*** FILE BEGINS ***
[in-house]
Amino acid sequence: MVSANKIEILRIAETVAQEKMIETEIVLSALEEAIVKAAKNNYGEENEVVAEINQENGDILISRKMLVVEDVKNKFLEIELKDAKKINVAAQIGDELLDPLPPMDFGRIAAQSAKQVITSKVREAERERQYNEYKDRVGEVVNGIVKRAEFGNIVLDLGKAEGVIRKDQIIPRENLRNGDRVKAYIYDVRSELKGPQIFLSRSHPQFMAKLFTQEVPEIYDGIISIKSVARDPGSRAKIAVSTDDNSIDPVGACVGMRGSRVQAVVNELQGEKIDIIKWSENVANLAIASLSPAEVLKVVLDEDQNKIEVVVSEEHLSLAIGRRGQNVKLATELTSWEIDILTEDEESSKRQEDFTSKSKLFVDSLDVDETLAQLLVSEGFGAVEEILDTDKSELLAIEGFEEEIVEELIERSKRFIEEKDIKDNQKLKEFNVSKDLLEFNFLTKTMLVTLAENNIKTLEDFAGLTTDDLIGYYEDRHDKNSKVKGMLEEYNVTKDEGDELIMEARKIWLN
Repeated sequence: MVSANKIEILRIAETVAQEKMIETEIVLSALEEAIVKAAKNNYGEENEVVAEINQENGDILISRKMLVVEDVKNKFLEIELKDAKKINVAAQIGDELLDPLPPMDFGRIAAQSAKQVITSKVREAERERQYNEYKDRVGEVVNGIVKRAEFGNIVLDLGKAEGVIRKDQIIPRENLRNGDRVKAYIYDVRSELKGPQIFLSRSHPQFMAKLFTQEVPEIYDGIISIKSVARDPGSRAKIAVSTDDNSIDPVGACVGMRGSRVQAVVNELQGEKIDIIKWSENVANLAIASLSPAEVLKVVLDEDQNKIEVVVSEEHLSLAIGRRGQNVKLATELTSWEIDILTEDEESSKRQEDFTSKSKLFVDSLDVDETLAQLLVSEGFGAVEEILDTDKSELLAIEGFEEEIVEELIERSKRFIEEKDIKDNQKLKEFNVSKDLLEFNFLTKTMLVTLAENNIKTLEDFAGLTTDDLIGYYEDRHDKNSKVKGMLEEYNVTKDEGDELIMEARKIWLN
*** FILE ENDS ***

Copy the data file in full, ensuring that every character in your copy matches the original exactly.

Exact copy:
[in-house]
Amino acid sequence: MVSANKIEILRIAETVAQEKMIETEIVLSALEEAIVKAAKNNYGEENEVVAEINQENGDILISRKMLVVEDVKNKFLEIELKDAKKINVAAQIGDELLDPLPPMDFGRIAAQSAKQVITSKVREAERERQYNEYKDRVGEVVNGIVKRAEFGNIVLDLGKAEGVIRKDQIIPRENLRNGDRVKAYIYDVRSELKGPQIFLSRSHPQFMAKLFTQEVPEIYDGIISIKSVARDPGSRAKIAVSTDDNSIDPVGACVGMRGSRVQAVVNELQGEKIDIIKWSENVANLAIASLSPAEVLKVVLDEDQNKIEVVVSEEHLSLAIGRRGQNVKLATELTSWEIDILTEDEESSKRQEDFTSKSKLFVDSLDVDETLAQLLVSEGFGAVEEILDTDKSELLAIEGFEEEIVEELIERSKRFIEEKDIKDNQKLKEFNVSKDLLEFNFLTKTMLVTLAENNIKTLEDFAGLTTDDLIGYYEDRHDKNSKVKGMLEEYNVTKDEGDELIMEARKIWLN
Repeated sequence: MVSANKIEILRIAETVAQEKMIETEIVLSALEEAIVKAAKNNYGEENEVVAEINQENGDILISRKMLVVEDVKNKFLEIELKDAKKINVAAQIGDELLDPLPPMDFGRIAAQSAKQVITSKVREAERERQYNEYKDRVGEVVNGIVKRAEFGNIVLDLGKAEGVIRKDQIIPRENLRNGDRVKAYIYDVRSELKGPQIFLSRSHPQFMAKLFTQEVPEIYDGIISIKSVARDPGSRAKIAVSTDDNSIDPVGACVGMRGSRVQAVVNELQGEKIDIIKWSENVANLAIASLSPAEVLKVVLDEDQNKIEVVVSEEHLSLAIGRRGQNVKLATELTSWEIDILTEDEESSKRQEDFTSKSKLFVDSLDVDETLAQLLVSEGFGAVEEILDTDKSELLAIEGFEEEIVEELIERSKRFIEEKDIKDNQKLKEFNVSKDLLEFNFLTKTMLVTLAENNIKTLEDFAGLTTDDLIGYYEDRHDKNSKVKGMLEEYNVTKDEGDELIMEARKIWLN